Chiral molecules are a pair of molecules that are mirror images of each other, like a left hand and a right hand, and an “enantiomer” is one of that pair. Blonder’s research was to perform the enantiomeric separation of molecules—separating mixtures of two enantiomers into each individual enantiomer. Many molecules have a “left-handed” and a “right-handed” chirality, or two mirrored forms that are synthesized together. In the pharmaceutical industry, drugs are made in massive quantities, and when these drugs are synthesized they contain both chiral components—one that will have the desired health effects, and one that can cause negative health effects if not removed. The current method of separating the positive and negative enantiomers is chiral chromatography, which is a costly and cumbersome methodology, so Blonder’s research was to develop a new method of enantiomeric separation, using coated nanoparticles of gold to adhere to the chiral molecules. By introducing gold nanoparticles and penicillamine (a product of penicillin) to propylene oxide (a common molecule used in pharmaceutical synthesis) and observing the optical rotation of this mixture over time, Blonder observed indication that one form of propylene oxide adsorbed to the coated nanoparticles while the other remained in solution. In these observations, Blonder saw an equal and opposite trend that suggests that, moving forward, the researchers would have success in physically separating the enantiomers through nanofiltration. The successful separation of these enantiomers would lend itself to the development of a cost-efficient and simple methodology of separating out drugs that could be incorporated into many separation processes in industry, which would be a great stride in reducing the cost of pharmaceuticals.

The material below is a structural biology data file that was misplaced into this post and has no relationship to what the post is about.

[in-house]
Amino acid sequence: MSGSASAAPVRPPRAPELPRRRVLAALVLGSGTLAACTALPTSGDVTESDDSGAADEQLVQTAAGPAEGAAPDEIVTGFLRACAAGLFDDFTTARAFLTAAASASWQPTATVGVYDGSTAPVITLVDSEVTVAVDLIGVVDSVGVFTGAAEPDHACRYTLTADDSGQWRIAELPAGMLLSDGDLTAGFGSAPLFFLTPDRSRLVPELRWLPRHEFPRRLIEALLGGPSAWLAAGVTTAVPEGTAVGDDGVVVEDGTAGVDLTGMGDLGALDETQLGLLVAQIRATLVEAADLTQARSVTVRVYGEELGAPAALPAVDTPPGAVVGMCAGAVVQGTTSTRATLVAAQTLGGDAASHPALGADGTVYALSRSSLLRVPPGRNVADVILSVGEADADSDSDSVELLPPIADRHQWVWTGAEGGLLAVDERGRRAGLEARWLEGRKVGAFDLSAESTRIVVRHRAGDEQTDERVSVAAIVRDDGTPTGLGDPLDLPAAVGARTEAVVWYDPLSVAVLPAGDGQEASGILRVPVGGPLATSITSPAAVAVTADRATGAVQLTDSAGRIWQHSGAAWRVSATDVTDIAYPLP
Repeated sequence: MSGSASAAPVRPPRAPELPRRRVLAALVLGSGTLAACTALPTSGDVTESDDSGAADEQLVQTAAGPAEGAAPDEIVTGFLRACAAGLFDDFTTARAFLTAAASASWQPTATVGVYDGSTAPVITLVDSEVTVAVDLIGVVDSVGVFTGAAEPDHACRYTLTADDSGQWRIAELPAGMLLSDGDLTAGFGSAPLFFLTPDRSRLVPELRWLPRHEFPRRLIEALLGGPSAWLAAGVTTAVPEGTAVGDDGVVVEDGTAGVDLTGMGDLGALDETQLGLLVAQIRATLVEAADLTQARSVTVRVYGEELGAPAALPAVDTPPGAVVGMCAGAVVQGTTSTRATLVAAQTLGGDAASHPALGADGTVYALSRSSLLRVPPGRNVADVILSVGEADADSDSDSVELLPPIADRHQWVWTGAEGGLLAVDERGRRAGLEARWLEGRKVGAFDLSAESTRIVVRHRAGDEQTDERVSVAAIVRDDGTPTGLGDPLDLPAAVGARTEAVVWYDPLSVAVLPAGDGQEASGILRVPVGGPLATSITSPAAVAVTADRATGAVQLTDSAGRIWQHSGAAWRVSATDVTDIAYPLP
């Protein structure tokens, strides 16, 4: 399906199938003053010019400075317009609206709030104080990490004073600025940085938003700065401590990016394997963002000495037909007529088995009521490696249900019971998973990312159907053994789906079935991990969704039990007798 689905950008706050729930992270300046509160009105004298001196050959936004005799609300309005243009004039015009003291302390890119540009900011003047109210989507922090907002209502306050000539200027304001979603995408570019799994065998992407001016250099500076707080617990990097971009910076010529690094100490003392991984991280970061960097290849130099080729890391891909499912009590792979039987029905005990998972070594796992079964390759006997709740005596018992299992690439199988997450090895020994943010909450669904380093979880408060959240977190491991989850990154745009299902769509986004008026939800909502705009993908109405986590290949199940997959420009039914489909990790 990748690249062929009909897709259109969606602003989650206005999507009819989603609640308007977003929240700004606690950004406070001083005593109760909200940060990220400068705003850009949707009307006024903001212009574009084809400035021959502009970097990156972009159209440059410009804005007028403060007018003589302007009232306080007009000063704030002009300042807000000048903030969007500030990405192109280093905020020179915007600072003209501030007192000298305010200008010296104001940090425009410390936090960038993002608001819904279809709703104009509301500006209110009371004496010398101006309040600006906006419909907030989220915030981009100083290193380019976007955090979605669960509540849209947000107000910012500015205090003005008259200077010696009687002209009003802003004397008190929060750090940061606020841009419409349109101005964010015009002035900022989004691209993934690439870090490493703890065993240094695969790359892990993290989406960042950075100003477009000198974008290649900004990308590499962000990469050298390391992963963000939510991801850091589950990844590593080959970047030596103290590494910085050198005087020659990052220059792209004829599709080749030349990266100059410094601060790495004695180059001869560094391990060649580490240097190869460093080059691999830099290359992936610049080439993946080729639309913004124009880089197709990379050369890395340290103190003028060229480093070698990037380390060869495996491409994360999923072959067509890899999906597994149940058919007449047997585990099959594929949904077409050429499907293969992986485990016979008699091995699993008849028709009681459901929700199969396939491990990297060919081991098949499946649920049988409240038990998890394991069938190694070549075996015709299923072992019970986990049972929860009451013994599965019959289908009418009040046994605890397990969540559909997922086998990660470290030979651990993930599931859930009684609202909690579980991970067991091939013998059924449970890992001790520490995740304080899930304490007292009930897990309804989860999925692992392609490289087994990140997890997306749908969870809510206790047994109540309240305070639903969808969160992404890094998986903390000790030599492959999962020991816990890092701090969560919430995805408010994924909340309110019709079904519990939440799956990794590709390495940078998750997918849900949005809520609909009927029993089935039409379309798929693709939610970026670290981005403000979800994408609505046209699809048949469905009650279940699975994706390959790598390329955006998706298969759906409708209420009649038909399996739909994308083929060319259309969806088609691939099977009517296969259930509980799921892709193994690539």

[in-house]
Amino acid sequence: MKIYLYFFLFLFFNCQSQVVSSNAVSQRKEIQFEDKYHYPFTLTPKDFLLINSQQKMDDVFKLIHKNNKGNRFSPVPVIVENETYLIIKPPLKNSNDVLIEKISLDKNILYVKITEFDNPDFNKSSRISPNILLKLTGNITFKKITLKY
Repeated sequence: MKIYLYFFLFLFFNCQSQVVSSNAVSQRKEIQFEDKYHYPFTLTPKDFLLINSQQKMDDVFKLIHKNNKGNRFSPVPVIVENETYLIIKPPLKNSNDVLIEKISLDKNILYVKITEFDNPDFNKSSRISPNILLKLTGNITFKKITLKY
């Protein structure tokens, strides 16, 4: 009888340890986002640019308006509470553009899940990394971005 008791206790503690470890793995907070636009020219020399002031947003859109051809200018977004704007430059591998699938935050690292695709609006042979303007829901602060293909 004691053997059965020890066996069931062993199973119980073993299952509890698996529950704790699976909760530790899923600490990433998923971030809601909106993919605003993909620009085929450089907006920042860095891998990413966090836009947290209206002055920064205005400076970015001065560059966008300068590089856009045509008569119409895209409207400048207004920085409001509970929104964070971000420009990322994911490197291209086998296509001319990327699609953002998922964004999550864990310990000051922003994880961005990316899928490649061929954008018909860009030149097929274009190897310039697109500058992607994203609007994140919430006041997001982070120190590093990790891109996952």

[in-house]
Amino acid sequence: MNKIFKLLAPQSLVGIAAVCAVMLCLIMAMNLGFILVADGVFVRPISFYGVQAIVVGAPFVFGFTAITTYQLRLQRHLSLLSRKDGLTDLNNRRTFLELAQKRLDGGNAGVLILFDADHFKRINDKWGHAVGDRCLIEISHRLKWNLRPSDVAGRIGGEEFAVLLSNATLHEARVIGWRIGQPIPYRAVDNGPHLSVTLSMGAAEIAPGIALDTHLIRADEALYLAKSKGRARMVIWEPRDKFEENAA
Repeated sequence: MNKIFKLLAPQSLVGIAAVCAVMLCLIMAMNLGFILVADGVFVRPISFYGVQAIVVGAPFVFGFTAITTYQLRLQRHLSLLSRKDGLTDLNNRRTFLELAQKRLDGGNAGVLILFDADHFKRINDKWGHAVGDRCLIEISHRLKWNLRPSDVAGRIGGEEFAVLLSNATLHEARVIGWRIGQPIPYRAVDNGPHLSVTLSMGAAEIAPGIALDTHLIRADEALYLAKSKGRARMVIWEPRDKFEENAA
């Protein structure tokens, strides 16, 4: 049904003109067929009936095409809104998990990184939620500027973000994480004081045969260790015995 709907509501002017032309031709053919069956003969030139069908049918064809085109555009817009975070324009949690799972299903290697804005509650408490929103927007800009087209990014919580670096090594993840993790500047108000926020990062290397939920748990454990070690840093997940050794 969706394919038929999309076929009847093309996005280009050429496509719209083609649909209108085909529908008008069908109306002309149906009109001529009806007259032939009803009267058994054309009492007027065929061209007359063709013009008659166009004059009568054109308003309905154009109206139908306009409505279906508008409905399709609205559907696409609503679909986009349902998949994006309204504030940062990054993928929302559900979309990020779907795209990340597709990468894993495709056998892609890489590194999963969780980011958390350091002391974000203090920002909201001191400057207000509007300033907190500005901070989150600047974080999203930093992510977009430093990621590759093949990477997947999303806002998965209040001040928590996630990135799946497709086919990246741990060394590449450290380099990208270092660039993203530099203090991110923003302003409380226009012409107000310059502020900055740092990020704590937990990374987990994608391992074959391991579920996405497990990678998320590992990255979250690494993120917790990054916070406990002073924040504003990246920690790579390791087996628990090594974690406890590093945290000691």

What he’s doing after graduation: Returning to Boston for work
Lauren Relyea, ChemE
Advisor: ChemE Associate Professor Aditya Khair
Title of research project: Heat and mass transfer past slender bodies via a generalized reciprocal theorem
Relyea’s research was to look at the heat and mass transfer past “slender bodies”—pen-shaped objects, in which one axis is much smaller than the others—by developing a generalized mathematical theorem to determine these quantities. By putting these slender bodies into a flowing fluid, Relyea looked at how the body’s location in a flowing fluid would affect the transfer of heat, or how much excess convection there would be due to the body being in a flowing fluid. From there, Relyea used Fourier transforms and a reciprocal theorem to derive an equation that tells the researcher what that excess heat transfer is due to convection, based on the angle at which the axis of the body makes with the direction of the flowing fluid. In addition to being useful contexts where a researcher would want to see how a fluid affects the heat or mass transfer of any object of this shape—for example, in a reactor or heat exchanger—Relyea’s theorem can also apply to capacitance, or excess electrical charge in particles, which is often used when modeling DNA.
What she’s doing after graduation: Returning to New Jersey, where she will be working with Princeton Consultants Inc.
Additional finalists in the competition included Yifan (Jack) Wang (MechE/BME) and Anna Bandecca (ChemE/BME), whose projects, “Biocompatible molded housing of the pulmonary assist device” and “Pulmonary drug delivery using partial antibacterial perfluorocarbon liquid ventilation,” were both advised by BME Associate Professor Keith Cook.
Congratulations to all of our students who graduated this weekend!